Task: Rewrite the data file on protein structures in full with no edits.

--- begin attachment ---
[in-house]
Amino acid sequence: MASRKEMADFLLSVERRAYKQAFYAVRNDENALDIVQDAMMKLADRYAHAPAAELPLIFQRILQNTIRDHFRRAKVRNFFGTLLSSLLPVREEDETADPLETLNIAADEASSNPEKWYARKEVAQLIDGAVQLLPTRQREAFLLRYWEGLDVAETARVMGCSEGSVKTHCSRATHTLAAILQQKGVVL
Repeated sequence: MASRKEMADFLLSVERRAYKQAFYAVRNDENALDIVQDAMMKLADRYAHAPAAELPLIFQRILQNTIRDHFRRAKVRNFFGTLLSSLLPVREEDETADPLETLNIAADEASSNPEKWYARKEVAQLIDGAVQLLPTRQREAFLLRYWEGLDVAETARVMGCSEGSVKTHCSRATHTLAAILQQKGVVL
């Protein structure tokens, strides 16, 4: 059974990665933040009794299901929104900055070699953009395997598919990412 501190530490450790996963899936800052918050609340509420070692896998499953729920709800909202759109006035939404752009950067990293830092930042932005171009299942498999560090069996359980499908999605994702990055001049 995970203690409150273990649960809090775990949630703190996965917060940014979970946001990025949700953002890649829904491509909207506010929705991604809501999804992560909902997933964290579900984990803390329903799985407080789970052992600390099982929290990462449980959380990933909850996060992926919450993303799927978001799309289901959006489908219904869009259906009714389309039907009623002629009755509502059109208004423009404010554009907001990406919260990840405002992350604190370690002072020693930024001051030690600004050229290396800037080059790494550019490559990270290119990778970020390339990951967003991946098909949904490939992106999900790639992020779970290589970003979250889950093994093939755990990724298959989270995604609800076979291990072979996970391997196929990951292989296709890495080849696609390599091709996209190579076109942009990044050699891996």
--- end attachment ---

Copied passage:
[in-house]
Amino acid sequence: MASRKEMADFLLSVERRAYKQAFYAVRNDENALDIVQDAMMKLADRYAHAPAAELPLIFQRILQNTIRDHFRRAKVRNFFGTLLSSLLPVREEDETADPLETLNIAADEASSNPEKWYARKEVAQLIDGAVQLLPTRQREAFLLRYWEGLDVAETARVMGCSEGSVKTHCSRATHTLAAILQQKGVVL
Repeated sequence: MASRKEMADFLLSVERRAYKQAFYAVRNDENALDIVQDAMMKLADRYAHAPAAELPLIFQRILQNTIRDHFRRAKVRNFFGTLLSSLLPVREEDETADPLETLNIAADEASSNPEKWYARKEVAQLIDGAVQLLPTRQREAFLLRYWEGLDVAETARVMGCSEGSVKTHCSRATHTLAAILQQKGVVL
């Protein structure tokens, strides 16, 4: 059974990665933040009794299901929104900055070699953009395997598919990412 501190530490450790996963899936800052918050609340509420070692896998499953729920709800909202759109006035939404752009950067990293830092930042932005171009299942498999560090069996359980499908999605994702990055001049 995970203690409150273990649960809090775990949630703190996965917060940014979970946001990025949700953002890649829904491509909207506010929705991604809501999804992560909902997933964290579900984990803390329903799985407080789970052992600390099982929290990462449980959380990933909850996060992926919450993303799927978001799309289901959006489908219904869009259906009714389309039907009623002629009755509502059109208004423009404010554009907001990406919260990840405002992350604190370690002072020693930024001051030690600004050229290396800037080059790494550019490559990270290119990778970020390339990951967003991946098909949904490939992106999900790639992020779970290589970003979250889950093994093939755990990724298959989270995604609800076979291990072979996970391997196929990951292989296709890495080849696609390599091709996209190579076109942009990044050699891996």